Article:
Monday, 6 October 2014

Hewlett-Packard 'to split into two companies'

Technology giant Hewlett-Packard, known as HP, plans to split itself into two companies, reports say.
The US firm will separate its better-performing computer and printer business from its corporate hardware and services operations.
HP is in the midst of a restructuring plan and has announced tens of thousands of job cuts in recent years.
In August, it reported a sharp fall in profit despite a rise in revenue, helped by improved PC sales.
Chief executive Meg Whitman, who has the job of reviving the fortunes of the 75-year-old firm, acknowledged at the time that demand for PCs was "coming back", but that it was still "a declining business".
The Wall Street Journal first reported on the split plans on Sunday, saying HP had been looking to focus on its faster-growing businesses.
It says the move could be announced as early as Monday, and one of its sources said Ms Whitman would head the new spin-off, enterprise company.
She will also reportedly be chairman of HP's printing and PC business, which last quarter accounted for about half its revenue and profit.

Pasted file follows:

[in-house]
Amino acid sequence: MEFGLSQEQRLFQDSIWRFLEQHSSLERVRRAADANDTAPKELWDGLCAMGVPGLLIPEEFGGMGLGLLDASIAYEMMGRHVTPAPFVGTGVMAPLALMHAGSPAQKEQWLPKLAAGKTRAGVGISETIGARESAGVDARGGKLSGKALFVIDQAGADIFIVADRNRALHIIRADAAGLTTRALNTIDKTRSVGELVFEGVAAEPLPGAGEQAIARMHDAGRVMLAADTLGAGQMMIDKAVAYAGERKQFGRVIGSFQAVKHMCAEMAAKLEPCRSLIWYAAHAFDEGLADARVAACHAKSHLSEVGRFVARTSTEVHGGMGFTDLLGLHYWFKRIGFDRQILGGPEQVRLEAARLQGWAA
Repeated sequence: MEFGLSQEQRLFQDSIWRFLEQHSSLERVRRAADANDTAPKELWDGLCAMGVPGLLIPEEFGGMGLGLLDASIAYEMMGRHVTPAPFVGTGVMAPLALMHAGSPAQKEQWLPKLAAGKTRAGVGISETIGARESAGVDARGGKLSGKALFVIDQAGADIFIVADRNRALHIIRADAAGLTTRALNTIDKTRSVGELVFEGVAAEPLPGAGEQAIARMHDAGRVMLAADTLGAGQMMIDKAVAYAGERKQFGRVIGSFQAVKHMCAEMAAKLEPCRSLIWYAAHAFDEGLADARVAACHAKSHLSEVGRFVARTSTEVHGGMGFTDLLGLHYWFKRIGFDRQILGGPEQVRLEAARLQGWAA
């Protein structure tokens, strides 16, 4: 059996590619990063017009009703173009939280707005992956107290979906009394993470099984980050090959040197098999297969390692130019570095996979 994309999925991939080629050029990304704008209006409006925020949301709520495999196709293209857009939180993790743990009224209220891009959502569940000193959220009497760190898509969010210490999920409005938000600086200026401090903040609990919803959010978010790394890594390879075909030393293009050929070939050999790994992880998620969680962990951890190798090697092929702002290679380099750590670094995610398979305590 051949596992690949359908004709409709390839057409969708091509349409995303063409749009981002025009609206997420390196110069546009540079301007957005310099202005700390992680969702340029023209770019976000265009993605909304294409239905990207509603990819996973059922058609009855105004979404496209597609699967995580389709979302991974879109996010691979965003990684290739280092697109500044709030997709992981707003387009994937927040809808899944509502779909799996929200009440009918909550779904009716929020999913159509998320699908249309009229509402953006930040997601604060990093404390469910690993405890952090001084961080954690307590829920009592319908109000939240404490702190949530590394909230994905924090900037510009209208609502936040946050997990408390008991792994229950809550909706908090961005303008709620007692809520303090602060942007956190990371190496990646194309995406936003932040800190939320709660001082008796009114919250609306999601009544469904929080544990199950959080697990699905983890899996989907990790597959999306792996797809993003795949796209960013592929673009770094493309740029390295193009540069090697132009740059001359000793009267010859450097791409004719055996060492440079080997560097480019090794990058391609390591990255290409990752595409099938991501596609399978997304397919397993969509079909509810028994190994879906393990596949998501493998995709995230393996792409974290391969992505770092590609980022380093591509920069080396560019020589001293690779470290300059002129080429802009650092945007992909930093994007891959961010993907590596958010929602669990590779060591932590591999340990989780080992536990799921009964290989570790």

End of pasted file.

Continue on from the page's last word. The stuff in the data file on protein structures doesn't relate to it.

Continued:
Business pressures HP has also been involved in a continuing legal dispute with Autonomy, a British company it bought for $11.1bn (£7bn) in 2011.
A year later, HP said the firm was worth $8.8bn less, accusing Autonomy of misleading them over the true value of the company.
HP recently called for Autonomy's founder and former boss, Michael Lynch, to "be held accountable for fraud".
The division of HP's businesses comes at a time when other large tech firms are being urged to break up.
Last week, online auction site eBay announced it was splitting off its payments system PayPal into a separate company.
HP has been under pressure from newer rivals such as Chinese firm Lenovo, which overtook HP as the world's largest PC maker in 2012. Third-ranked US rival Dell was taken private last year.
Founded by Bill Hewlett and Dave Packard in 1939, HP helped usher in the PC revolution and now has more than 300,000 employees globally.